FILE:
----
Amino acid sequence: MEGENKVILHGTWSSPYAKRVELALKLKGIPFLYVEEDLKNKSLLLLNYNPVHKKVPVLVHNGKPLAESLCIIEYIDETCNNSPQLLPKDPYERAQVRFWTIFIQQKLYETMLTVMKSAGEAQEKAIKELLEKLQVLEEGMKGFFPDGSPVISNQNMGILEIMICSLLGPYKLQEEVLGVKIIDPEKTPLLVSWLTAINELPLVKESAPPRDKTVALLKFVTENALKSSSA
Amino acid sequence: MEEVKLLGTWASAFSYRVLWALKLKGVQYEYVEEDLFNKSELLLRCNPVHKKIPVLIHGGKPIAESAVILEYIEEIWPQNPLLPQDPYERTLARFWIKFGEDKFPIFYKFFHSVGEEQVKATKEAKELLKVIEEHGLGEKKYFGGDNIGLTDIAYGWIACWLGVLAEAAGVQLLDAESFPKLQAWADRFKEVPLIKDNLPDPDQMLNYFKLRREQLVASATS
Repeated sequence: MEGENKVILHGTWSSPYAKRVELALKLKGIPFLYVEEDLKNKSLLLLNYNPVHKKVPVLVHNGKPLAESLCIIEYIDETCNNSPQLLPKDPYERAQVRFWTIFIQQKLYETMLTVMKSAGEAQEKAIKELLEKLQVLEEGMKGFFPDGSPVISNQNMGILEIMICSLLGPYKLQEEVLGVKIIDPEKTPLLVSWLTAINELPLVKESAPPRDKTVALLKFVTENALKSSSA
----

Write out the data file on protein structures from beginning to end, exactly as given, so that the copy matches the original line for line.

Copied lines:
Amino acid sequence: MEGENKVILHGTWSSPYAKRVELALKLKGIPFLYVEEDLKNKSLLLLNYNPVHKKVPVLVHNGKPLAESLCIIEYIDETCNNSPQLLPKDPYERAQVRFWTIFIQQKLYETMLTVMKSAGEAQEKAIKELLEKLQVLEEGMKGFFPDGSPVISNQNMGILEIMICSLLGPYKLQEEVLGVKIIDPEKTPLLVSWLTAINELPLVKESAPPRDKTVALLKFVTENALKSSSA
Amino acid sequence: MEEVKLLGTWASAFSYRVLWALKLKGVQYEYVEEDLFNKSELLLRCNPVHKKIPVLIHGGKPIAESAVILEYIEEIWPQNPLLPQDPYERTLARFWIKFGEDKFPIFYKFFHSVGEEQVKATKEAKELLKVIEEHGLGEKKYFGGDNIGLTDIAYGWIACWLGVLAEAAGVQLLDAESFPKLQAWADRFKEVPLIKDNLPDPDQMLNYFKLRREQLVASATS
Repeated sequence: MEGENKVILHGTWSSPYAKRVELALKLKGIPFLYVEEDLKNKSLLLLNYNPVHKKVPVLVHNGKPLAESLCIIEYIDETCNNSPQLLPKDPYERAQVRFWTIFIQQKLYETMLTVMKSAGEAQEKAIKELLEKLQVLEEGMKGFFPDGSPVISNQNMGILEIMICSLLGPYKLQEEVLGVKIIDPEKTPLLVSWLTAINELPLVKESAPPRDKTVALLKFVTENALKSSSA